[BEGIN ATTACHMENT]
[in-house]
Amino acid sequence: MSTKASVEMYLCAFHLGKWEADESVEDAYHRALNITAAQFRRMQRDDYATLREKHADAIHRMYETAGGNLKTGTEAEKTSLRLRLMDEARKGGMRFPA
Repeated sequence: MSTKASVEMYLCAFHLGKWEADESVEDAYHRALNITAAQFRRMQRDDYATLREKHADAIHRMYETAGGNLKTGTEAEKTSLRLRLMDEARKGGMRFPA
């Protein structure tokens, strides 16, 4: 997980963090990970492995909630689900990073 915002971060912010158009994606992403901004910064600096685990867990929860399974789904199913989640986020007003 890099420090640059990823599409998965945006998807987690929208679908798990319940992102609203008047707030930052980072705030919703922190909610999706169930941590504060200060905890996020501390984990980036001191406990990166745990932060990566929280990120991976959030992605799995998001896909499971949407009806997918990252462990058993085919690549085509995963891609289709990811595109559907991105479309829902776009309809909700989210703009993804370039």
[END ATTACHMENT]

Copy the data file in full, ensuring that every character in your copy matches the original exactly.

[in-house]
Amino acid sequence: MSTKASVEMYLCAFHLGKWEADESVEDAYHRALNITAAQFRRMQRDDYATLREKHADAIHRMYETAGGNLKTGTEAEKTSLRLRLMDEARKGGMRFPA
Repeated sequence: MSTKASVEMYLCAFHLGKWEADESVEDAYHRALNITAAQFRRMQRDDYATLREKHADAIHRMYETAGGNLKTGTEAEKTSLRLRLMDEARKGGMRFPA
């Protein structure tokens, strides 16, 4: 997980963090990970492995909630689900990073 915002971060912010158009994606992403901004910064600096685990867990929860399974789904199913989640986020007003 890099420090640059990823599409998965945006998807987690929208679908798990319940992102609203008047707030930052980072705030919703922190909610999706169930941590504060200060905890996020501390984990980036001191406990990166745990932060990566929280990120991976959030992605799995998001896909499971949407009806997918990252462990058993085919690549085509995963891609289709990811595109559907991105479309829902776009309809909700989210703009993804370039």